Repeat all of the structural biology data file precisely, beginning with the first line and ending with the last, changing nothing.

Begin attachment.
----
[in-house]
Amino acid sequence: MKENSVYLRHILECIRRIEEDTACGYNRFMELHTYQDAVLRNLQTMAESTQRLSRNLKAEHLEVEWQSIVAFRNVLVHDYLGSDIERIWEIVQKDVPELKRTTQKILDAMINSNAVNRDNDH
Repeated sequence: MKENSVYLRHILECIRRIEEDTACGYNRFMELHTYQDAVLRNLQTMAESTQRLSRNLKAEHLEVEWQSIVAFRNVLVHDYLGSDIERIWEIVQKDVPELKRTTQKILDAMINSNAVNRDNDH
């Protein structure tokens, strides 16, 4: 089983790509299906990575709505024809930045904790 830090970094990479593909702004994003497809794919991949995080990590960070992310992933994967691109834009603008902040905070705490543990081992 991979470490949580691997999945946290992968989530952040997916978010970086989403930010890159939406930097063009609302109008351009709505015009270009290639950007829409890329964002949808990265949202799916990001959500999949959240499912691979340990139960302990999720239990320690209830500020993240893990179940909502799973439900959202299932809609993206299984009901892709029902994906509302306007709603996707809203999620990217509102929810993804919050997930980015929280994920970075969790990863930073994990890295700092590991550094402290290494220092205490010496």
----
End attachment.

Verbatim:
[in-house]
Amino acid sequence: MKENSVYLRHILECIRRIEEDTACGYNRFMELHTYQDAVLRNLQTMAESTQRLSRNLKAEHLEVEWQSIVAFRNVLVHDYLGSDIERIWEIVQKDVPELKRTTQKILDAMINSNAVNRDNDH
Repeated sequence: MKENSVYLRHILECIRRIEEDTACGYNRFMELHTYQDAVLRNLQTMAESTQRLSRNLKAEHLEVEWQSIVAFRNVLVHDYLGSDIERIWEIVQKDVPELKRTTQKILDAMINSNAVNRDNDH
């Protein structure tokens, strides 16, 4: 089983790509299906990575709505024809930045904790 830090970094990479593909702004994003497809794919991949995080990590960070992310992933994967691109834009603008902040905070705490543990081992 991979470490949580691997999945946290992968989530952040997916978010970086989403930010890159939406930097063009609302109008351009709505015009270009290639950007829409890329964002949808990265949202799916990001959500999949959240499912691979340990139960302990999720239990320690209830500020993240893990179940909502799973439900959202299932809609993206299984009901892709029902994906509302306007709603996707809203999620990217509102929810993804919050997930980015929280994920970075969790990863930073994990890295700092590991550094402290290494220092205490010496």